5. Law Enforcement

Police forces around the world look to UAVs to provide surveillance and monitoring from vantage points that aren’t as readily accessible by typical police officers. These UAVs can reconstruct traffic accidents, help identify and locate suspects (particularly those involved in shootings), search for missing people, and analyse crime scenes. Police work drones equipped with thermal cameras can even help with search and rescue missions.

6. Transportation

Airline companies are using drones to inspect planes before a flight, while train companies use them to inspect and maintain the tracks, as well as to monitor field workers. And just like in law enforcement, UAVs are also proving useful for tracking traffic conditions for motorists in real time.

7. Delivery Services

Shipping companies such as Amazon, DHL and UPS are looking at drones for making deliveries, even though most drones so far can only carry about 25 kg (including itself). This will make it much easier to make deliveries to places that are difficult to drive to such as heavily forested or mountainous areas. Food delivery services are also considering UAVs as alternatives to the usual motorcycle deliveries.

8. Military Applications

With “cooler”, more “military-sounding” names like “remote-piloted aircraft” or RPAs, drones in the military are equipped with weapons and sent into hostile, hard-to-reach areas—greatly reducing loss of life and resources. UAVs can also be equipped with the likes of tear gas for crowd control, with infrared cameras and weather-monitoring equipment for reconnaissance, and, just like delivery service drones, a claw-like apparatus for delivering supplies to troops on the ground.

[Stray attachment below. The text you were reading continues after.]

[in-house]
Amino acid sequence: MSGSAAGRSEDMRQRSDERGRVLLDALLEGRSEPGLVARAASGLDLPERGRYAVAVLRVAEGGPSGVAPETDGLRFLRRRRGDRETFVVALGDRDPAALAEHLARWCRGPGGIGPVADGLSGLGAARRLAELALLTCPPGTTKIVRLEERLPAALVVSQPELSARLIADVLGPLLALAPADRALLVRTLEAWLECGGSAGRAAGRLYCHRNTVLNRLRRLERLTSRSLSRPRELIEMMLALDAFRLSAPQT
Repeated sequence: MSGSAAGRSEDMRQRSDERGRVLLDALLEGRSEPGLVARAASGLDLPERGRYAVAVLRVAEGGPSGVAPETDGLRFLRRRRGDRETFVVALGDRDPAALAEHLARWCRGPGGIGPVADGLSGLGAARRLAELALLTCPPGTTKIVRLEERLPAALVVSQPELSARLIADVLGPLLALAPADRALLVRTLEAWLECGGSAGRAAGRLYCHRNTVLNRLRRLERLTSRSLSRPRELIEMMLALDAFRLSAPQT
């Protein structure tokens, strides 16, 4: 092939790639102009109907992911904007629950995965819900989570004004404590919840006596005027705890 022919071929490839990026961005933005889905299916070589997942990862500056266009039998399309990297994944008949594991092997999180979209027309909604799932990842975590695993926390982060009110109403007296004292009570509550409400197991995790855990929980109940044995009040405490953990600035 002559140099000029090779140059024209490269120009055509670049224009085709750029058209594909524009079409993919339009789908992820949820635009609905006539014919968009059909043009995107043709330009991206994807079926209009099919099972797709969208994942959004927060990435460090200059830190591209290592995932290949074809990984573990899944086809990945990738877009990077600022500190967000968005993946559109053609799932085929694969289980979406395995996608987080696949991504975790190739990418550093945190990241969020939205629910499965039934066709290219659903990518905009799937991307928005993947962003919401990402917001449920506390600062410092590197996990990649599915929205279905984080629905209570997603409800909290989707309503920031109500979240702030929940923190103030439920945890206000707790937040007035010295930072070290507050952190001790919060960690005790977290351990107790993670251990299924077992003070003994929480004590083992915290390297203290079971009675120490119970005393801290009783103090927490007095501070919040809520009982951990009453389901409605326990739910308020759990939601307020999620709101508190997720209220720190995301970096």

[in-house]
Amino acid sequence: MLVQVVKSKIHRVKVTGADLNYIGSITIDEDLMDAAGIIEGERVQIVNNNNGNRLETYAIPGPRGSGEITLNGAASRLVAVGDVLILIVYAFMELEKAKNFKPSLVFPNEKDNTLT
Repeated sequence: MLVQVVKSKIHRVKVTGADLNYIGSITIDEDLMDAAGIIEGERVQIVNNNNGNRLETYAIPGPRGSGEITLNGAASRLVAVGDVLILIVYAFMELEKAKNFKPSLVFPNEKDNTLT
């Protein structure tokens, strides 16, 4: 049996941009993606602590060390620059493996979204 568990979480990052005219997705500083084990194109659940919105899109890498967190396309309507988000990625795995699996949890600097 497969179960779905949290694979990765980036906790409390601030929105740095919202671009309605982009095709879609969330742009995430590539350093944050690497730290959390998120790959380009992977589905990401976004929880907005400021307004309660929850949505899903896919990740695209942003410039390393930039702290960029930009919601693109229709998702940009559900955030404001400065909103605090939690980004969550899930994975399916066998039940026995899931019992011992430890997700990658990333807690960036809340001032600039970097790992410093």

The Not-So-Faraway Future

Because of their delivery capabilities, it’s not too far-fetched to imagine your next pizza dropped on your doorstep via drone. In such a UAV-powered utopia, businesses are also looking at drones working in still other industries such as emergency services, where a drone can drop medical supplies such as medicines, bandages or even defibrillators or blood.

Many companies are already working with drone developers on incorporating UAVs into their business, just like how Microsoft has partnered up with DJI to come up with drone-controlling software. In Australia, Google’s parent company has been testing out drones for delivering food and pharmaceuticals. Facebook has also been reported to consider using drones for providing internet access in developing countries.

Today’s UAVs are said to belong to the 5th and 6th generation of drone technology, as defines them. This means that current drones are already suitable for commercial use with designs based on safety and regulatory standards, automated safety features, full autonomy and other capabilities.

But as drone development moves toward Generation 7, we’re going to see a lot more businesses take full advantage of features like platform & payload interchangeability, enhanced intelligent piloting models, full airspace awareness and automated actions. This means, in turn, that the sky is literally the limit for commercial applications.

With all this in mind, how can anyone look at their drone and not think of the possibilities? If you possess a drone and an entrepreneurial spirit, head on over to any of our D1 stores and let your imagination take flight. Who knows, you and your UAV might just be the next big business venture.